2 Reference PapersXiaohui Xie, Jun Lu, E. J. Kulbokas, Todd R. Golub, Vamsi Mootha, Kerstin Lindblad-Toh, Eric S. Lander, Manolis Kellis, “Systematic discovery of regulatory motifs in human promoters and 3’UTRs by comparison of several mammals”, Nature, 2005Mathieu Blanchette and Martin Tompa, “Discovery of Regulatory Elements by a Computational Method for Phylogenetic Footprinting”, Genome Res :
3 What is a Motif ?A motif is a nucleotide sequence pattern and has biological significance.Regulatory motifs are DNA fragments
4 Motif LogosHeight of letters represents probability of being found in that location in the motif
5 Why is it difficult to find them? 1. Short fragments2. Degenerate3. UnpredictableMotifs can occur in either strands.
6 PromoterIn genetics, a promoter is a DNA sequence that enables a gene to be transcribed. The promoter is recognized by RNA polymerase, which then initiates transcription.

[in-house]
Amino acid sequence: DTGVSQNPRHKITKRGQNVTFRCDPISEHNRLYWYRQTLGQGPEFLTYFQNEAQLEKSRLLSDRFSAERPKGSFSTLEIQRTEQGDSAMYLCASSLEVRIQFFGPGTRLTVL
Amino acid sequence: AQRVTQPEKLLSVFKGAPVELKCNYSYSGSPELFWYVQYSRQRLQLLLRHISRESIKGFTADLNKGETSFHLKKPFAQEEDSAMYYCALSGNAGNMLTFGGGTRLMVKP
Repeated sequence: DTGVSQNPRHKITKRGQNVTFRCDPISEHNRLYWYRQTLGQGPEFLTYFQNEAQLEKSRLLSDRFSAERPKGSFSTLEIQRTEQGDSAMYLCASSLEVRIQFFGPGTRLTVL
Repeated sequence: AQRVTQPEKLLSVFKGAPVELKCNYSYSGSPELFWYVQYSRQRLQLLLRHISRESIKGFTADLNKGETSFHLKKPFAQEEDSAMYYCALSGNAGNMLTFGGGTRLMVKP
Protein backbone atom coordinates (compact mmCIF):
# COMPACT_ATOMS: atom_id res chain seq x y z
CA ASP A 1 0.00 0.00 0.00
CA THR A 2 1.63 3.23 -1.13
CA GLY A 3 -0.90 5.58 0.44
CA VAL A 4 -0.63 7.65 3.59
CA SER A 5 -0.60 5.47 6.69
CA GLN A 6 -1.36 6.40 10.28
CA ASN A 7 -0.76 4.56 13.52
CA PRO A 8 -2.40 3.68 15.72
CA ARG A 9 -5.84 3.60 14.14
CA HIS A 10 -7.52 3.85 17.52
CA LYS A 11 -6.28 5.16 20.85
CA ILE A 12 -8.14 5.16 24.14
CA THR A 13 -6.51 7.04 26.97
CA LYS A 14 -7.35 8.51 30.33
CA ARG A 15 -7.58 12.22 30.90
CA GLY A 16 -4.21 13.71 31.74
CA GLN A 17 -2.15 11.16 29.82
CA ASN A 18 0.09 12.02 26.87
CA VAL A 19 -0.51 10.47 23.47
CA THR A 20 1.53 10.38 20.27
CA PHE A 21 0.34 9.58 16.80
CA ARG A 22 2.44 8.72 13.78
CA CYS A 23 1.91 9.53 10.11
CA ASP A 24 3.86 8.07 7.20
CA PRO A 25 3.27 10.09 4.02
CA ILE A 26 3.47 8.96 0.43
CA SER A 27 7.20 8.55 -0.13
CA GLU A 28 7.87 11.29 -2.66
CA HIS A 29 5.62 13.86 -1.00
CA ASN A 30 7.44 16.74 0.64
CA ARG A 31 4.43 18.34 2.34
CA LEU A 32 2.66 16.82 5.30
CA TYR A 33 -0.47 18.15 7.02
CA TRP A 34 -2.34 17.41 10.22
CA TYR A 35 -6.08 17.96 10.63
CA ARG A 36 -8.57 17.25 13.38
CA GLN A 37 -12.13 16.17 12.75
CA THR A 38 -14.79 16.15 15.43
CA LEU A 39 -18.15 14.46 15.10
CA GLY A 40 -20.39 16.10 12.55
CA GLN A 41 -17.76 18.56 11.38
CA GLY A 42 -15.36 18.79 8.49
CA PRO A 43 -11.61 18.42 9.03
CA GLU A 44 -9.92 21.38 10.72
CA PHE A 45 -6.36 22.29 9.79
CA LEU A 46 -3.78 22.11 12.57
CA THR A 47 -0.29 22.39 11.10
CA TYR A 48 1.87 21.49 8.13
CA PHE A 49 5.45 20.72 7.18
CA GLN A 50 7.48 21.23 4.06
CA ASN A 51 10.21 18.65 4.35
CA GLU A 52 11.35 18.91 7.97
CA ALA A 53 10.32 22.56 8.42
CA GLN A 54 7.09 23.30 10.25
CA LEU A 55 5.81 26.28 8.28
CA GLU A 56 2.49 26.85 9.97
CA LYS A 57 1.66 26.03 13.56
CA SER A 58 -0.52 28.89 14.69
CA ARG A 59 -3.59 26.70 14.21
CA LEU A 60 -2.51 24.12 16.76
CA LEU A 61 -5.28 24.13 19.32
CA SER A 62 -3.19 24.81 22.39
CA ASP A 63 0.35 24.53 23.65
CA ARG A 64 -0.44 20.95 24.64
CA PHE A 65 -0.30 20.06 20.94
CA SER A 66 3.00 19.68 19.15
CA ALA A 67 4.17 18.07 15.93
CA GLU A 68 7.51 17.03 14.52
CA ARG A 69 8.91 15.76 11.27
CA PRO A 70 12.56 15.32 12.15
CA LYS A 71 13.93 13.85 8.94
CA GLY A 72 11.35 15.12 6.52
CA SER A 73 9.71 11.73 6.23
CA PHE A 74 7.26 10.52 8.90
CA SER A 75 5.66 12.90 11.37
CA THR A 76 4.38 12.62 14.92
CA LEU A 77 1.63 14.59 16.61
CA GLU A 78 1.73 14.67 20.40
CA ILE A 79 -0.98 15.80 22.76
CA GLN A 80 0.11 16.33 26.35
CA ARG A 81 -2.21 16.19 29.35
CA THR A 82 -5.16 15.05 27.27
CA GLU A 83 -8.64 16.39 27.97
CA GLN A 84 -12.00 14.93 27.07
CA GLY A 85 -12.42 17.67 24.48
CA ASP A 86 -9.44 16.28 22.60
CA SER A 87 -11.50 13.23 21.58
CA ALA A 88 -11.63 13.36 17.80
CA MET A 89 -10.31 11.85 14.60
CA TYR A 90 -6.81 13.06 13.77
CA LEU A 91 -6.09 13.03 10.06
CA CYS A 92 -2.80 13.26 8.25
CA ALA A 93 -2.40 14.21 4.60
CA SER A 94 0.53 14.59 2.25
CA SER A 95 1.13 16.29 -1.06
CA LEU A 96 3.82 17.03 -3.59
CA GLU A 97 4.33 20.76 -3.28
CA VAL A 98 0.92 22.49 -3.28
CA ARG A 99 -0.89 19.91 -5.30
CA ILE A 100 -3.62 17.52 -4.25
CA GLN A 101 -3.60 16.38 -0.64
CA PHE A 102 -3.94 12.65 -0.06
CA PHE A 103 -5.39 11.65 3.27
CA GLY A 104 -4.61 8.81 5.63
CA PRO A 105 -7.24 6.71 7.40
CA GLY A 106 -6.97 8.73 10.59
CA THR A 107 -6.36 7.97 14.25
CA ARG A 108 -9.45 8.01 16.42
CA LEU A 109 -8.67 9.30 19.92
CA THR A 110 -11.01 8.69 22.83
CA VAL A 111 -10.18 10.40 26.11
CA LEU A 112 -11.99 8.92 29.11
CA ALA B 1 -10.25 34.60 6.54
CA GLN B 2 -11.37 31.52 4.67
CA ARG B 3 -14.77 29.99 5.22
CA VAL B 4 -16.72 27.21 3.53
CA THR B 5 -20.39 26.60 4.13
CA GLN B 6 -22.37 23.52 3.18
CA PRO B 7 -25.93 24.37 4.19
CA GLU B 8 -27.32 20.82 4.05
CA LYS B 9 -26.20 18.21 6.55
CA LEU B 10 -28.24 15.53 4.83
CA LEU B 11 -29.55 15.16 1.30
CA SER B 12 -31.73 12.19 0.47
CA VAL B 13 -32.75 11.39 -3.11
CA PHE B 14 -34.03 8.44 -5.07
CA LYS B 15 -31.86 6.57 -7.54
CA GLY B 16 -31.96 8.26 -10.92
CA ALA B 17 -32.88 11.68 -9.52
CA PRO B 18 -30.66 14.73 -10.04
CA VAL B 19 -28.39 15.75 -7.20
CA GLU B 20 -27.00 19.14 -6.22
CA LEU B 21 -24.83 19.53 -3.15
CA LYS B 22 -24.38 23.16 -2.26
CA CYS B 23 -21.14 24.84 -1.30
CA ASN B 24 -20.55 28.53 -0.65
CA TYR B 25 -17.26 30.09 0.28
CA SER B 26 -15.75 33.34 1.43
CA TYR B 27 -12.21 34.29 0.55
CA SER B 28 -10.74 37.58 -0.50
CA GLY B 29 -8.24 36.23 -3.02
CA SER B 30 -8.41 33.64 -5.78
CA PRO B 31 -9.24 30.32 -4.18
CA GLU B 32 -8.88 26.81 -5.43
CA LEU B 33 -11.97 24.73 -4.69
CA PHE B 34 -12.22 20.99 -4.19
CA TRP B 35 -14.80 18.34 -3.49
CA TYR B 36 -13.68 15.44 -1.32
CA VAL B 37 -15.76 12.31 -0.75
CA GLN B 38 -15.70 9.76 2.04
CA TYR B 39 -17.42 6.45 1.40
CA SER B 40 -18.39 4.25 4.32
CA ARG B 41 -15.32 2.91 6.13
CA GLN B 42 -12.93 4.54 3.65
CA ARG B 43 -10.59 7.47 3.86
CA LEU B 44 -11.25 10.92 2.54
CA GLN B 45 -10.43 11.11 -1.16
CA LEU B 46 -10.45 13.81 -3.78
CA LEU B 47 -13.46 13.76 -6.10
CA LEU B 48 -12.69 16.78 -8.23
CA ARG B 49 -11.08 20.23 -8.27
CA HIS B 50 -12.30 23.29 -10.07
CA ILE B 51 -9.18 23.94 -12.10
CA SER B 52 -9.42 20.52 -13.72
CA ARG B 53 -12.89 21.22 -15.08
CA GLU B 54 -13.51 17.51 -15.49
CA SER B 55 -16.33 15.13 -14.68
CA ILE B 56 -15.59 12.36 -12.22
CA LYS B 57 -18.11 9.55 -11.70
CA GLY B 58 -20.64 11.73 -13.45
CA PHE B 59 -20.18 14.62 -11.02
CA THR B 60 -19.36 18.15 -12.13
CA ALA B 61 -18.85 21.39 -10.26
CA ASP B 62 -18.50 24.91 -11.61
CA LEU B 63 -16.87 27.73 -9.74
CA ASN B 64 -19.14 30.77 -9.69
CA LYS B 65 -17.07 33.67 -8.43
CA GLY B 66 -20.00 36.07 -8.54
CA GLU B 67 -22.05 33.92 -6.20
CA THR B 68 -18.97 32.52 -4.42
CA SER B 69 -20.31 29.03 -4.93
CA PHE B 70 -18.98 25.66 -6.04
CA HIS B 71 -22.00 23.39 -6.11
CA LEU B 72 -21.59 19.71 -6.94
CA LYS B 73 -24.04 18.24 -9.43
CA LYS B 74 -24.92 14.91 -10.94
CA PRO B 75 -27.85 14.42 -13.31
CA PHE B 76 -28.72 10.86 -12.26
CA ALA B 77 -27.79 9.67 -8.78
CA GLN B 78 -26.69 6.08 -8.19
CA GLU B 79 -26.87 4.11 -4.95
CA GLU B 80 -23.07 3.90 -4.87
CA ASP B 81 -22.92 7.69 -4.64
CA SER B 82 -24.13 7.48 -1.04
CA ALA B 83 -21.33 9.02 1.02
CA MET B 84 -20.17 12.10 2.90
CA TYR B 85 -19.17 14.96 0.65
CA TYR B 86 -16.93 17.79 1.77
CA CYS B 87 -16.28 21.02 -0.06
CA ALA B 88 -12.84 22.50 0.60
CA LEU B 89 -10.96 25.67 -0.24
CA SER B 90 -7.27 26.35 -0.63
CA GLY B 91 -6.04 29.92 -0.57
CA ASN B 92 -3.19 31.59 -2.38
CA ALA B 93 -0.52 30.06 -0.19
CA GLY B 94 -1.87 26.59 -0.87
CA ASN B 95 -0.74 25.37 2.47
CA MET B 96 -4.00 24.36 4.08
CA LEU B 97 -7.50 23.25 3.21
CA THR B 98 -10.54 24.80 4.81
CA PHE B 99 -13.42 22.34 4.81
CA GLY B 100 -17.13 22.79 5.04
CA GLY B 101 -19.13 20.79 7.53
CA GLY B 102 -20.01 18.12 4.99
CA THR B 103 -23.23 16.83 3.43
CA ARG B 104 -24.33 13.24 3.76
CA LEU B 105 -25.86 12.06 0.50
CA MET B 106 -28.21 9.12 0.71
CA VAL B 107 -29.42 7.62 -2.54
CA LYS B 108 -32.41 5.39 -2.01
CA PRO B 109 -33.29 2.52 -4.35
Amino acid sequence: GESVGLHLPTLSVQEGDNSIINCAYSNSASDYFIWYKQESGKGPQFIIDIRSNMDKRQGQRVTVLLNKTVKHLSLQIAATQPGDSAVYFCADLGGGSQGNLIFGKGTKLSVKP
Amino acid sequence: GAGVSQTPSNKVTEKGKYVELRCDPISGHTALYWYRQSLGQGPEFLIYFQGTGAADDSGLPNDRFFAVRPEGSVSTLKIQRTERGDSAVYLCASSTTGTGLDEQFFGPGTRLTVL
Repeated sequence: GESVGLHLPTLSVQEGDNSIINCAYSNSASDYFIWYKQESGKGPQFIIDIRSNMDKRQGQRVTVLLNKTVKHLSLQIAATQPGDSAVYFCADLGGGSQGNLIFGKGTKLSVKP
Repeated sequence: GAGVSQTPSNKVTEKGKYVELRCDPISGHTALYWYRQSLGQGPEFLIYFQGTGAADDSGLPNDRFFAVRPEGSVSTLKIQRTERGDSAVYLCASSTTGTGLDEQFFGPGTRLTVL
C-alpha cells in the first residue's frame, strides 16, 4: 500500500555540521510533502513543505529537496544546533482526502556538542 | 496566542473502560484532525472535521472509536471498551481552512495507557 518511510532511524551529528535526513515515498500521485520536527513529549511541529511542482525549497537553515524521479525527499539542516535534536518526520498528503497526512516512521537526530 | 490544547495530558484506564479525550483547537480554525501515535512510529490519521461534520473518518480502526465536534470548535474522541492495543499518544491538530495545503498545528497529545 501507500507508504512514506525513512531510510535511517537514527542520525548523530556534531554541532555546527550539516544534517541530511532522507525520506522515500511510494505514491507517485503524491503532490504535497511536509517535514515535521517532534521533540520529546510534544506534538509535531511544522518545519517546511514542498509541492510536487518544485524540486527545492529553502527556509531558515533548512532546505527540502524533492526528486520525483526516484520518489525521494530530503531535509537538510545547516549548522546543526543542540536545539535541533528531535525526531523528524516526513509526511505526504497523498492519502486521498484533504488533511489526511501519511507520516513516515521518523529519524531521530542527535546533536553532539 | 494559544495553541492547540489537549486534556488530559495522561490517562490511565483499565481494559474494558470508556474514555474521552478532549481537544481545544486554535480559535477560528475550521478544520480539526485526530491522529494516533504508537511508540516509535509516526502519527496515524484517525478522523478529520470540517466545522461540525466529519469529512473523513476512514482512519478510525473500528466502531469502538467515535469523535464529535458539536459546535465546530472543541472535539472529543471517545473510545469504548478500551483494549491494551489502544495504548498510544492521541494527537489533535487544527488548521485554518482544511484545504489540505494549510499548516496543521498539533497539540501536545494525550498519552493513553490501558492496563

7 3’ UTRThe three prime untranslated region (3' UTR) is a particular section of messenger RNA (mRNA).An mRNA codes for a protein through translation. The mRNA also contains regions that are not translated. In eukaryotes the 5' untranslated region, 3' untranslated region, cap and polyA tail.Image source :
8 What the paper proposes What? Discovering the regulatory motifs in human promoters and 3’ UTRs.How? By comparing sequence motifs of several mammals. That’s why it is called comparative motif finding.Which mammals? Human, mouse, rat, dog.
10 Methods Type Total Sequnce Promoter 68 Mb 3’ UTR 15 Mb Intron Control Chose 17,700 well annotated genes from RefSeq database.Promoters = 4kb centered at transcriptional start site (only noncoding)3-UTRs = based on annotation of reference mRNAIntronic sequences as a control (last two introns from each gene)
11 Motif Conservation Score A motif is said to be conserved when an exact match is found in all 4 species.Conservation = conserved occurrences/all occurrencesMCS =Observed conservation– random conservationStandard deviation